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Chapter 3: Association and Contact Restrictions (Probation and Supervised Release Conditions)

A. Statutory Authority

Under 18 U.S.C. § 3563(b)(6), the court may provide that the defendant “refrain from . . . associating unnecessarily with specified persons.”

B. Sample Condition Language

You must not have direct contact with any child you know or reasonably should know to be under the age of 18, [including][not including] your own children, without the permission of the probation officer. If you do have any direct contact with any child you know or reasonably should know to be under the age of 18, [including][not including] your own children, without the permission of the probation officer, you must report this contact to the probation officer within 24 hours. Direct contact includes written communication, in-person communication, or physical contact. Direct contact does not include incidental contact during ordinary daily activities in public places.

You must not communicate, or otherwise interact, with any known member of the _______ gang, without first obtaining the permission of the probation officer.

You must not communicate, or otherwise interact, with [name of victim], either directly or through someone else, without first obtaining the permission of the probation officer.

C. Purpose

  1. This condition serves the statutory sentencing purposes of public protection and rehabilitation. 18 U.S.C. § 3553(a)(2)(C) and (D).
  2. This condition enables the probation officer to satisfy the statutory requirements to keep informed of the conduct and condition of the defendant, report the defendant’s conduct and condition to the sentencing court, and aid the defendant and bring about improvements in his or her conduct and condition 18 U.S.C. §§ 3603(2)-(3).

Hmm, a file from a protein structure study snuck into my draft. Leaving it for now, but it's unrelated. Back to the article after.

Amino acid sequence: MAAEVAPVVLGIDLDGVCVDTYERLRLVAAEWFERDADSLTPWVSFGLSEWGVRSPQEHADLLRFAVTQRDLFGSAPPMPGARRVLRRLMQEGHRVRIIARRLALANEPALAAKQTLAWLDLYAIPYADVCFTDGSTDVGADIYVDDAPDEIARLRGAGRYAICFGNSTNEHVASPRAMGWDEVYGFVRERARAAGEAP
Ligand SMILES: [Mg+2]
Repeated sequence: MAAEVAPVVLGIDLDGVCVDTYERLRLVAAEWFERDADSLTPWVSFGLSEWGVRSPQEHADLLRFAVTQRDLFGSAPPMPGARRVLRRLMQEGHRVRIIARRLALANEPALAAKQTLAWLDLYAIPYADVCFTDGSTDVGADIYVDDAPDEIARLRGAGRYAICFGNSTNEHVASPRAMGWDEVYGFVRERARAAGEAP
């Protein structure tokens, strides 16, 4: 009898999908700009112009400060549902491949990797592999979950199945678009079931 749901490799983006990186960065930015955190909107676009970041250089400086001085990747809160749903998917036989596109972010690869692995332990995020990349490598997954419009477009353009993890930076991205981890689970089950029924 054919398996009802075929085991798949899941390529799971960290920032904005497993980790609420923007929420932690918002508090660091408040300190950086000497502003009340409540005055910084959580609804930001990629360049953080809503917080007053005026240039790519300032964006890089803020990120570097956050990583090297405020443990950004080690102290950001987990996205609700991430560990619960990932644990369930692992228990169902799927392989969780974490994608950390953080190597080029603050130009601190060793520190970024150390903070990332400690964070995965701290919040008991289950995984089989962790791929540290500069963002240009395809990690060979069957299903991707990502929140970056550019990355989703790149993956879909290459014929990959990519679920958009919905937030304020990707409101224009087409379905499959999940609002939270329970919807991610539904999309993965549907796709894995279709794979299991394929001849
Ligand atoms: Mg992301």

3. This condition allows the probation officer to implement supervision methods demonstrated by social science to be effective at achieving positive outcomes.
    1. Research suggests that correctional interventions that follow the principles of evidence-based practices promote positive change in the defendant and reduce the probability of recidivism. One of the principles is that probation officers should address criminogenic needs, including antisocial associates (see: Chapter 1, Section III(A)(1)).
    2. Research suggests that exposure to antisocial associates increases the probability of recidivism. Antisocial associates provide opportunities to learn the techniques of crime and also antisocial attitudes (see: Chapter 1, Section III(A)(2)).
    3. Research suggests that the probability of recidivism is reduced when defendants develop and maintain prosocial bonds to prosocial individuals and institutions (see: Chapter 1, Section III(A)(3)).
    4. Research suggests that for a criminal opportunity to exist, two ingredients must converge in time and space. First, there must be a person motivated to commit a criminal act. Second, the person must have the opportunity to commit a crime. Probation officers may work with defendants on supervision, family members, neighbors, other community members, and law enforcement agencies to structure and monitor the defendant’s routine activities and reduce the extent to which defendants come into contact with criminal opportunities. Probation officers may also prevent criminal opportunities by monitoring defendants through contacts with the defendant and his or her social network, verifying employment, restricting travel, and providing positive reinforcement for prosocial routine activities. By seeking to prohibit contact with specific people, probation officers may try to disrupt activities that increase crime opportunities (see: Chapter 1, Section III(A)(4)).